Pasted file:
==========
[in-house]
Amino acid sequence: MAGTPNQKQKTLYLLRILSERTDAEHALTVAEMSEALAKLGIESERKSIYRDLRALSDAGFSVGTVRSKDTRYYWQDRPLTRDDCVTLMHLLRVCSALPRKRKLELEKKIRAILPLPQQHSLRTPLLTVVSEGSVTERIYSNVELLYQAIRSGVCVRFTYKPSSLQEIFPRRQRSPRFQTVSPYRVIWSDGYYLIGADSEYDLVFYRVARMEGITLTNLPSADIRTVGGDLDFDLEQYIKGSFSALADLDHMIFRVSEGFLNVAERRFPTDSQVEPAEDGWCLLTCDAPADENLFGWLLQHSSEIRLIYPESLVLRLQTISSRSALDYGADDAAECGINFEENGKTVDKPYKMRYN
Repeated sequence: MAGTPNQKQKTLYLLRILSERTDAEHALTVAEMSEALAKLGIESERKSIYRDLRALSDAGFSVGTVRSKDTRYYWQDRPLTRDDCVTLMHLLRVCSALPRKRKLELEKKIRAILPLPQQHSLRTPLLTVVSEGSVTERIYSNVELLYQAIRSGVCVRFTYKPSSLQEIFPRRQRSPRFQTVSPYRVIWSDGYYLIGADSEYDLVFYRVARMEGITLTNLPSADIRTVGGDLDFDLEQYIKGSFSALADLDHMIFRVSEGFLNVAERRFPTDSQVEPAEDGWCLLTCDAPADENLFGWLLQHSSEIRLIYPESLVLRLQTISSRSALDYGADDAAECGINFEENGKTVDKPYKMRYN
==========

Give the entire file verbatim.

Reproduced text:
[in-house]
Amino acid sequence: MAGTPNQKQKTLYLLRILSERTDAEHALTVAEMSEALAKLGIESERKSIYRDLRALSDAGFSVGTVRSKDTRYYWQDRPLTRDDCVTLMHLLRVCSALPRKRKLELEKKIRAILPLPQQHSLRTPLLTVVSEGSVTERIYSNVELLYQAIRSGVCVRFTYKPSSLQEIFPRRQRSPRFQTVSPYRVIWSDGYYLIGADSEYDLVFYRVARMEGITLTNLPSADIRTVGGDLDFDLEQYIKGSFSALADLDHMIFRVSEGFLNVAERRFPTDSQVEPAEDGWCLLTCDAPADENLFGWLLQHSSEIRLIYPESLVLRLQTISSRSALDYGADDAAECGINFEENGKTVDKPYKMRYN
Repeated sequence: MAGTPNQKQKTLYLLRILSERTDAEHALTVAEMSEALAKLGIESERKSIYRDLRALSDAGFSVGTVRSKDTRYYWQDRPLTRDDCVTLMHLLRVCSALPRKRKLELEKKIRAILPLPQQHSLRTPLLTVVSEGSVTERIYSNVELLYQAIRSGVCVRFTYKPSSLQEIFPRRQRSPRFQTVSPYRVIWSDGYYLIGADSEYDLVFYRVARMEGITLTNLPSADIRTVGGDLDFDLEQYIKGSFSALADLDHMIFRVSEGFLNVAERRFPTDSQVEPAEDGWCLLTCDAPADENLFGWLLQHSSEIRLIYPESLVLRLQTISSRSALDYGADDAAECGINFEENGKTVDKPYKMRYN